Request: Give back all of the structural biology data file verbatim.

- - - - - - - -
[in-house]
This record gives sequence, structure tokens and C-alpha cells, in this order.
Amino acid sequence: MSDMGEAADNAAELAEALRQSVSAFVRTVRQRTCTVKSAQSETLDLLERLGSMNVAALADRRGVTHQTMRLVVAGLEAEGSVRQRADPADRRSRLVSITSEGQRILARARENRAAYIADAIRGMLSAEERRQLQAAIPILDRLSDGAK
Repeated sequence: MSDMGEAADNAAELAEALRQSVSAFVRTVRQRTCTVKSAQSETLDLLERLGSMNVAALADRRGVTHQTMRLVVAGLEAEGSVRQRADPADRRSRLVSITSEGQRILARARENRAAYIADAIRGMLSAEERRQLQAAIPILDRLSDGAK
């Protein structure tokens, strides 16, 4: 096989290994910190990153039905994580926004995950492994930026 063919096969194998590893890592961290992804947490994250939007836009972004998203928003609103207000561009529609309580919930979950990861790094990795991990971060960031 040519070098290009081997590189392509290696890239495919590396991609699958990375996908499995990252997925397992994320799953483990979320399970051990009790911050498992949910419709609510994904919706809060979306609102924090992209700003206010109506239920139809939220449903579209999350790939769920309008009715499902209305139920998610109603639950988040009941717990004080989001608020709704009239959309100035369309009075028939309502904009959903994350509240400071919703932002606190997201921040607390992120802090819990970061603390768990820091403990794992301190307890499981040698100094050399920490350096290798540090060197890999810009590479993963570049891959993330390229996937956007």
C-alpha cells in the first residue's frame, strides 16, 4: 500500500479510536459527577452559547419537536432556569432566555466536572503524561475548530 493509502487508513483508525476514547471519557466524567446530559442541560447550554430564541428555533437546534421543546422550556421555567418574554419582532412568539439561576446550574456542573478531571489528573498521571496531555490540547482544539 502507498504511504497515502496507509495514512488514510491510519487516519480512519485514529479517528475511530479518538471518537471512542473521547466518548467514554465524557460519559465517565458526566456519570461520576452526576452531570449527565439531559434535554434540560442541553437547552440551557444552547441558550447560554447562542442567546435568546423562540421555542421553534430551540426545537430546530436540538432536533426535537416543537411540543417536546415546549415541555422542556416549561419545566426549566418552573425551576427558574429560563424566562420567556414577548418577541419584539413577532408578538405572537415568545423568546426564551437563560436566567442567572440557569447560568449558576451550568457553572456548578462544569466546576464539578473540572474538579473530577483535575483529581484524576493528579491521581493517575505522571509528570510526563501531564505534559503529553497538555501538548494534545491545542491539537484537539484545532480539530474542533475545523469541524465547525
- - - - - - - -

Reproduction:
[in-house]
This record gives sequence, structure tokens and C-alpha cells, in this order.
Amino acid sequence: MSDMGEAADNAAELAEALRQSVSAFVRTVRQRTCTVKSAQSETLDLLERLGSMNVAALADRRGVTHQTMRLVVAGLEAEGSVRQRADPADRRSRLVSITSEGQRILARARENRAAYIADAIRGMLSAEERRQLQAAIPILDRLSDGAK
Repeated sequence: MSDMGEAADNAAELAEALRQSVSAFVRTVRQRTCTVKSAQSETLDLLERLGSMNVAALADRRGVTHQTMRLVVAGLEAEGSVRQRADPADRRSRLVSITSEGQRILARARENRAAYIADAIRGMLSAEERRQLQAAIPILDRLSDGAK
């Protein structure tokens, strides 16, 4: 096989290994910190990153039905994580926004995950492994930026 063919096969194998590893890592961290992804947490994250939007836009972004998203928003609103207000561009529609309580919930979950990861790094990795991990971060960031 040519070098290009081997590189392509290696890239495919590396991609699958990375996908499995990252997925397992994320799953483990979320399970051990009790911050498992949910419709609510994904919706809060979306609102924090992209700003206010109506239920139809939220449903579209999350790939769920309008009715499902209305139920998610109603639950988040009941717990004080989001608020709704009239959309100035369309009075028939309502904009959903994350509240400071919703932002606190997201921040607390992120802090819990970061603390768990820091403990794992301190307890499981040698100094050399920490350096290798540090060197890999810009590479993963570049891959993330390229996937956007």
C-alpha cells in the first residue's frame, strides 16, 4: 500500500479510536459527577452559547419537536432556569432566555466536572503524561475548530 493509502487508513483508525476514547471519557466524567446530559442541560447550554430564541428555533437546534421543546422550556421555567418574554419582532412568539439561576446550574456542573478531571489528573498521571496531555490540547482544539 502507498504511504497515502496507509495514512488514510491510519487516519480512519485514529479517528475511530479518538471518537471512542473521547466518548467514554465524557460519559465517565458526566456519570461520576452526576452531570449527565439531559434535554434540560442541553437547552440551557444552547441558550447560554447562542442567546435568546423562540421555542421553534430551540426545537430546530436540538432536533426535537416543537411540543417536546415546549415541555422542556416549561419545566426549566418552573425551576427558574429560563424566562420567556414577548418577541419584539413577532408578538405572537415568545423568546426564551437563560436566567442567572440557569447560568449558576451550568457553572456548578462544569466546576464539578473540572474538579473530577483535575483529581484524576493528579491521581493517575505522571509528570510526563501531564505534559503529553497538555501538548494534545491545542491539537484537539484545532480539530474542533475545523469541524465547525